Chrysler learned a hard lesson from the GTO: image meant everything. While all of Detroit offered some sort of performance model by 1966, Chrysler simply felt having the Hemi was image enough. That didn’t translate to sales, however, and the more tolerable 383 was lacking in power compared to Tri-Power Goats. In 1967, Chrysler developed a two-pronged attack by introducing the biggest engine available in a performance car (440) and having it standard in a performance model (Plymouth GTX and Dodge Coronet R/T). Our Pick of the Day is very nice example of one of these cars, a 1967 Plymouth GTX. It is listed on ClassicCars.com by a dealer in Volo, Illinois. (Click the link to view the listing)
Before the GTX, Plymouth relied on its Belvedere and Satellite models to handle the performance chores. After all, this was how it was done previously by most brands — even Pontiac offered 421s in the Catalina, Star Chief, Bonneville, and Grand Prix. But the GTO changed things by promoting a performance image with a unique model and trim. Oldsmobile quickly developed the 4-4-2 before the end of the 1964 model year, and the Buick Gran Sport joined in 1965. Chevrolet had the goods in 1965 but decided to build an exclusive Z16 SS 396, waiting to offer a full production version for 1966, where it was joined by the Ford Fairlane GT and Mercury Cyclone GT. The market seemingly was littered with mid-size performance cars, yet Chrysler continued to put big engines in models with unglamorous names like Belvedere, Satellite, and Coronet. For 1967, Chrysler finally joined the bandwagon, and clearly it had been taking notes.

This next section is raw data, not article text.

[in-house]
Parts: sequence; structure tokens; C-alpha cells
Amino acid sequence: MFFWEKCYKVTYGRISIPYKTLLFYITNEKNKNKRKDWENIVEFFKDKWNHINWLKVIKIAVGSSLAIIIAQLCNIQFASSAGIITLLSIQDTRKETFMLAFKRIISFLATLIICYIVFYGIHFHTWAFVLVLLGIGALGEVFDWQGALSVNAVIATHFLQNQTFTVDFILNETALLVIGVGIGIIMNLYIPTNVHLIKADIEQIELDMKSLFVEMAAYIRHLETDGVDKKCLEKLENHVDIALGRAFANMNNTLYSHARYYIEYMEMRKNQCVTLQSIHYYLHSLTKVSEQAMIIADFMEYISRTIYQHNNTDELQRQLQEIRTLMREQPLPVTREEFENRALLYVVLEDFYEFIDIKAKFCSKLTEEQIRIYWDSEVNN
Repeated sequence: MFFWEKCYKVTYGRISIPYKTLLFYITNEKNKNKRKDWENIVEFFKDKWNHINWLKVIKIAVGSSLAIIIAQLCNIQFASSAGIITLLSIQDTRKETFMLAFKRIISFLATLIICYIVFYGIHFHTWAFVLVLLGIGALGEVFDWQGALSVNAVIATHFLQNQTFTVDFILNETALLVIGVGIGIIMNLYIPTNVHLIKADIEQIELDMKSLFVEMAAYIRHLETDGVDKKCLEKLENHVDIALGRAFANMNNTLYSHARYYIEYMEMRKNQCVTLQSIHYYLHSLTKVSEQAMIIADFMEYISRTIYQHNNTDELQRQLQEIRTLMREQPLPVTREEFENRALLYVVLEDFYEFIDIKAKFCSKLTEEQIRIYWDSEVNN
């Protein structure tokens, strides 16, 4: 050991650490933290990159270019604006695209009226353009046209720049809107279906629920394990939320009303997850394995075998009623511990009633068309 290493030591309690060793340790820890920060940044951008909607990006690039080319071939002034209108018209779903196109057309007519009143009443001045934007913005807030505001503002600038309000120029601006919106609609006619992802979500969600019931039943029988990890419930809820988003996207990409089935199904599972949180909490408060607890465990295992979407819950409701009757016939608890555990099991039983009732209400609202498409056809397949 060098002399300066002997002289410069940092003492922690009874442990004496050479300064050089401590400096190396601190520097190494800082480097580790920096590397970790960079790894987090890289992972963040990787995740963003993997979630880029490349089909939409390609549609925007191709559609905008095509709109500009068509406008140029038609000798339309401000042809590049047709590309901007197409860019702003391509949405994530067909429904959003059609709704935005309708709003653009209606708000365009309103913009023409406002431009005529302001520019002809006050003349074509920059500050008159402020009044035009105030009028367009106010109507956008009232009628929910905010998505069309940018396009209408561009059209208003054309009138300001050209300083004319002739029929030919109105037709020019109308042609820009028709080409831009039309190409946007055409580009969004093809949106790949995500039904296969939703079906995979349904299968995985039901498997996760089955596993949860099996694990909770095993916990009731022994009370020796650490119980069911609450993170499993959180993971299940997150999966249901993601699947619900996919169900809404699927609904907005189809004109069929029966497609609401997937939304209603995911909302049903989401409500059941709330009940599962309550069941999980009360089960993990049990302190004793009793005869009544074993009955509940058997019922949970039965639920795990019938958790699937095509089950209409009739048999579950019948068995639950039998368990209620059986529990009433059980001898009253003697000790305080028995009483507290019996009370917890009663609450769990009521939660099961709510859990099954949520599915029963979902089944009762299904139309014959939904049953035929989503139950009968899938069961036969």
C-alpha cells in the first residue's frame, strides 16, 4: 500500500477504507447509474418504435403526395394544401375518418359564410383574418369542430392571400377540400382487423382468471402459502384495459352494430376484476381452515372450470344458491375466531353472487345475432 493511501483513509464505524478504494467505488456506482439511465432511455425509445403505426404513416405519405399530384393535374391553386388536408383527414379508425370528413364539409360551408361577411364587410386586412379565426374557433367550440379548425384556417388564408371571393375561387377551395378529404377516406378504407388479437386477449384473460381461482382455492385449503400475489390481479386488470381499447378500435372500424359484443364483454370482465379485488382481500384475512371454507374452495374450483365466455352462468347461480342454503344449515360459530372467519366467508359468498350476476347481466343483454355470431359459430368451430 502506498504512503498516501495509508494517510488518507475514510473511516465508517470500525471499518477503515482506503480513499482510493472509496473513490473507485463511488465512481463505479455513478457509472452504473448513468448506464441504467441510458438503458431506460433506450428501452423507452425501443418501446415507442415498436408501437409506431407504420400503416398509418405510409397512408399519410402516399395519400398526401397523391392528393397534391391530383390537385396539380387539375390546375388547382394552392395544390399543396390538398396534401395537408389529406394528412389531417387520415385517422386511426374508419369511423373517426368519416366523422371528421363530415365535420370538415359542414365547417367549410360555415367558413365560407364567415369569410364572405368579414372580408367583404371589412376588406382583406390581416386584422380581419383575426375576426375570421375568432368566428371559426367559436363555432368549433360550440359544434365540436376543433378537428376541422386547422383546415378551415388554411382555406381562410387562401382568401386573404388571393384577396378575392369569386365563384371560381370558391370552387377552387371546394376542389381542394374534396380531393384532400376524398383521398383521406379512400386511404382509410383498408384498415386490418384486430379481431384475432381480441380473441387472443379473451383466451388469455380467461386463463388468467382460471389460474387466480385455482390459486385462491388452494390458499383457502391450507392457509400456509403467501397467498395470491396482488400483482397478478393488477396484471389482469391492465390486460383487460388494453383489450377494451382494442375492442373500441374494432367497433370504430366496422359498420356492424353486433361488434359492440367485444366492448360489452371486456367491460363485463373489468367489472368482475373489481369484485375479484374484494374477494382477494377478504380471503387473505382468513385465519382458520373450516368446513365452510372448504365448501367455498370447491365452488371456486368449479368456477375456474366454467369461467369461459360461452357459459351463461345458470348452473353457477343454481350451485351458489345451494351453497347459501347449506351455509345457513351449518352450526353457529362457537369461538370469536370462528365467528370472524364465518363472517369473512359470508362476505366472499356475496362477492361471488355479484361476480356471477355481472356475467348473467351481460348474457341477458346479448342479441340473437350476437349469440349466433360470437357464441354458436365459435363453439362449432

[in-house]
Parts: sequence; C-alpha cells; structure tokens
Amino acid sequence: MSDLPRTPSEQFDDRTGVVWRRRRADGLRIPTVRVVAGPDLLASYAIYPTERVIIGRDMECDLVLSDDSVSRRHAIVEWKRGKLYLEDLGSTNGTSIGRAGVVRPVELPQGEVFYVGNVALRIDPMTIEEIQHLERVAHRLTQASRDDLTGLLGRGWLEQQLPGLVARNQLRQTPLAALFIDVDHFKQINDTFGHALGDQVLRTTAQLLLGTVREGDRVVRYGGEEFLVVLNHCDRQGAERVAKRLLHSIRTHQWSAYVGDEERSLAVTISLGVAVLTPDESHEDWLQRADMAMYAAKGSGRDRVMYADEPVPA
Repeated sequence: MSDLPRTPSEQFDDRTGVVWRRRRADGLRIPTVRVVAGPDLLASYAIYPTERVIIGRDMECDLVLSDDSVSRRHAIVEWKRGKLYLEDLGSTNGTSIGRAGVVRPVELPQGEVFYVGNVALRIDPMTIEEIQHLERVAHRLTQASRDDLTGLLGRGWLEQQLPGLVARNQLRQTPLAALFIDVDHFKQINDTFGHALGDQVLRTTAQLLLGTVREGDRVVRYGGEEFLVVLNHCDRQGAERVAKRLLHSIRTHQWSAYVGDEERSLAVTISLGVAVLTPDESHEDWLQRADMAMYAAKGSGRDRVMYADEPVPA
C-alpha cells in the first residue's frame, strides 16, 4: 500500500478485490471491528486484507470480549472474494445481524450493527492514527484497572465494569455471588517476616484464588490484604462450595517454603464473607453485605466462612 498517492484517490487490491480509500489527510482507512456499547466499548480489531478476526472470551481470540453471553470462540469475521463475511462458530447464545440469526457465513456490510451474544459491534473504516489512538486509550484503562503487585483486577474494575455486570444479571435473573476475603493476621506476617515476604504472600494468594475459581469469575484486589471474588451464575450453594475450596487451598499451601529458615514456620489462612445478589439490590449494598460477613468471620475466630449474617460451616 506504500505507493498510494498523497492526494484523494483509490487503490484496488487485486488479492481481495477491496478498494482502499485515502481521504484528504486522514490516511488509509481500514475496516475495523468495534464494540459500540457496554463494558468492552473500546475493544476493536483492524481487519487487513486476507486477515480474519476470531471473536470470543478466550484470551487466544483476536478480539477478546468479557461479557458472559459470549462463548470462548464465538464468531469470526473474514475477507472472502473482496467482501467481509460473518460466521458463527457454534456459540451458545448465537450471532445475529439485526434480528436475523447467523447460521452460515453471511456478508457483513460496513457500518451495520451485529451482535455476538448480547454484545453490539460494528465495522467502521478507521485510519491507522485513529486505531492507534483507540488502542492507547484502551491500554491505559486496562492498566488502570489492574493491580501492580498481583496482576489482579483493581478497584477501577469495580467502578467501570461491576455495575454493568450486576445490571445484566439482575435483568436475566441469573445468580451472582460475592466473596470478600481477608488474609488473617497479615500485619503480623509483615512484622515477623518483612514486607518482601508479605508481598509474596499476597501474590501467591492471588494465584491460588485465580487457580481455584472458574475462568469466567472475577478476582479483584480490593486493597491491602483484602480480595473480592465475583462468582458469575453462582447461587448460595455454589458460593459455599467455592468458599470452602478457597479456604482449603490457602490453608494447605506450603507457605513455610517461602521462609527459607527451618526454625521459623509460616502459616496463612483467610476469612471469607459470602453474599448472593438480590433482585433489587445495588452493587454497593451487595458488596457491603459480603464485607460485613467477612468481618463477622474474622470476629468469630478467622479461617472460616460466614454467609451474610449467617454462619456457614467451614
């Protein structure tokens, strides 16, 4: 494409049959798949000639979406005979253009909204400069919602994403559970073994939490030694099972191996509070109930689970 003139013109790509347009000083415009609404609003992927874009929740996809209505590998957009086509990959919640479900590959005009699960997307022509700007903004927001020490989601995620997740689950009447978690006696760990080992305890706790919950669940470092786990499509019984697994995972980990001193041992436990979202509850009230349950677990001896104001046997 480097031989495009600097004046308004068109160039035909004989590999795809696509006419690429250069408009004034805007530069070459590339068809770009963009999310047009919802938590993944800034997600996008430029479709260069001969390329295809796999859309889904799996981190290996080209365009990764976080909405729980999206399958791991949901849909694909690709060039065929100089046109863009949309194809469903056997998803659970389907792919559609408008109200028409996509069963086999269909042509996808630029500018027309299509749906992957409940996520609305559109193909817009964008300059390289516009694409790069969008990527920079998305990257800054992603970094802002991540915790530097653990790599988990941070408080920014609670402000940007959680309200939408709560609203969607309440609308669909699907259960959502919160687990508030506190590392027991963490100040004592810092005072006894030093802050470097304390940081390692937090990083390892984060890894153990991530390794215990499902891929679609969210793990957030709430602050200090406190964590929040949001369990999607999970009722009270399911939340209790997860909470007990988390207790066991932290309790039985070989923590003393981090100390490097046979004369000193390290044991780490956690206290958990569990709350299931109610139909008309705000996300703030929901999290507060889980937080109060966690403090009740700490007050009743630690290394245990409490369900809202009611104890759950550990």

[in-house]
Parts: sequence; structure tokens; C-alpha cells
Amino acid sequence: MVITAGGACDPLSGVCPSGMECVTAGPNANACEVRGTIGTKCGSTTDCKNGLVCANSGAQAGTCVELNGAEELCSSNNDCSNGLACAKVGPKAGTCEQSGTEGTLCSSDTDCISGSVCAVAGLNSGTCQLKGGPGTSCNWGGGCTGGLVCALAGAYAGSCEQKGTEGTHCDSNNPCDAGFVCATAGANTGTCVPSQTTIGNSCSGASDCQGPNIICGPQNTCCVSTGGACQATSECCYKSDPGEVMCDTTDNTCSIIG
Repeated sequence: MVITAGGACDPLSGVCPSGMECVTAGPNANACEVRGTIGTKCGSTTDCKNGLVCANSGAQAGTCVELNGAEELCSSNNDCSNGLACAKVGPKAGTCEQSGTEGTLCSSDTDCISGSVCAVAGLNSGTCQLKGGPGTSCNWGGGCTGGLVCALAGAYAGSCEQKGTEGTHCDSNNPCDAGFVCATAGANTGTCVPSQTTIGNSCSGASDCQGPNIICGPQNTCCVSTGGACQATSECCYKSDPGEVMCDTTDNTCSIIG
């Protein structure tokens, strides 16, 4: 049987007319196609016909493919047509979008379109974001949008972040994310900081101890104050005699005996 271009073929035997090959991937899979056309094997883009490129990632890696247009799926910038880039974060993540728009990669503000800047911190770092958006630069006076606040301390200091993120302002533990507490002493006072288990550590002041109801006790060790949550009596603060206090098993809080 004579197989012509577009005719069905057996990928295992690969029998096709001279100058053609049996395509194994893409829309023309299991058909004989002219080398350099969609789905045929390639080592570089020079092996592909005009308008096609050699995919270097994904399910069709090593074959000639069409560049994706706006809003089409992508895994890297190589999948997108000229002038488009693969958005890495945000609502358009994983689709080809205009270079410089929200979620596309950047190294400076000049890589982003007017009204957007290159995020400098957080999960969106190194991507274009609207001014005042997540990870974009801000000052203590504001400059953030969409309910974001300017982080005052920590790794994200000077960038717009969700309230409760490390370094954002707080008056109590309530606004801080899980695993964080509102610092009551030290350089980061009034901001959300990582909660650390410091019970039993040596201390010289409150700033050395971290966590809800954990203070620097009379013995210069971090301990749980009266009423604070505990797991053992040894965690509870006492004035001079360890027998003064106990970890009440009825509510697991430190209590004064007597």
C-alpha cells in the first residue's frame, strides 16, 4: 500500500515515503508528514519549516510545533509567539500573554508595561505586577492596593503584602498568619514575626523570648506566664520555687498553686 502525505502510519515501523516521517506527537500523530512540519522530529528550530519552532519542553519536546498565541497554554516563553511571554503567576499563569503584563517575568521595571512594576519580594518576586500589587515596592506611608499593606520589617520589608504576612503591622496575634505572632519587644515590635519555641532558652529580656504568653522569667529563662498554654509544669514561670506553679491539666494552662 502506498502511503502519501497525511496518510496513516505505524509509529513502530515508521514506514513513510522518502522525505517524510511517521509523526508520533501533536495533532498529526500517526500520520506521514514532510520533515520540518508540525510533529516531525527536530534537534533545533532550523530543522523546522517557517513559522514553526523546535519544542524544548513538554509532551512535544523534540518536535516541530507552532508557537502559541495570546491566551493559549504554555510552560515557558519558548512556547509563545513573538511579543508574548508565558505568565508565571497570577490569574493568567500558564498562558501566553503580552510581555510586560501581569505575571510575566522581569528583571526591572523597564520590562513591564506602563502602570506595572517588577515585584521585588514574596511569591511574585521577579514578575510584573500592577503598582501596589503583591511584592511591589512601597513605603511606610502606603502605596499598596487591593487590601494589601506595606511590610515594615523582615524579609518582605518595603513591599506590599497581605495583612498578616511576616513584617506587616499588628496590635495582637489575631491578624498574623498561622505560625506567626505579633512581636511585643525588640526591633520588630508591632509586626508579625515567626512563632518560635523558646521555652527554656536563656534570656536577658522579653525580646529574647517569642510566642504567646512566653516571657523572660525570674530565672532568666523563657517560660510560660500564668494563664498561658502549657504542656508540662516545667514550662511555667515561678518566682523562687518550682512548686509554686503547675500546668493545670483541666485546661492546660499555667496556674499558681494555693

On Plymouth’s side, the new GTX model was based on the high-line Satellite, which meant it had a fancy interior and plenty of exterior trim. While the GTO only offered a new 400, the GTX trumped it with a huge 440 offering 375 horsepower — that was 15 more than the GTO’s top advertised horsepower. Pontiac had a 428, but a strange rule limited it to full-size cars, restraining the GTO’s performance potential. And if the 440 GTX had issues competing with the 427 available in the FoMoCo products, Plymouth offered the 426 Hemi as an option. All of a sudden, Plymouth was king of the hill.
Presented here is a fine example of a 1967 Plymouth GTX that is more unusual than most. Features special to the GTX included simulated hood scoops, rocker panel and wheel trim, rear applique, “pit-stop” gas cap, chrome exhaust tips, and upscale bucket seat interior. All these things are typical GTX fare. The standard 440 Super Commando with TorqueFlite powers this White Plymouth, but peek inside and you may notice the white interior features red components. Triple white tends to be more at home on a Cadillac convertible, but most GTXs with white interiors received black components. According to Plymouth’s color and trim combination chart, this interior was recommended with Black, Dark Red, and White hues, and acceptable with Buffed Silver and Bright Red colors. Whomever ordered this car chose to go through a slightly different route than usual, and the results are spectacular.
“It all #s matching and restored to factory concourse quality. Documented with fender tag, build sheet, decoded by Galen Govier and listed in his registry,” says the seller. “The metal trim is all repainted. The door panels, armrests, cranks, and handles look like new. The seats are rebuilt and have firm cushion and all-new upholstery with the correct embossed western pattern. The entire dash area is beautiful.” Both the engine compartment and underside are detailed, with “all the dates and codes lining up properly.”
So, what would it cost to acquire this primo piece of Plymouth history? “This would cost $150,000 to duplicate at a professional shop,” the seller claims. Only a good resto (wo)man knows for sure how true that is, while we know that this GTX can be yours for $85,998.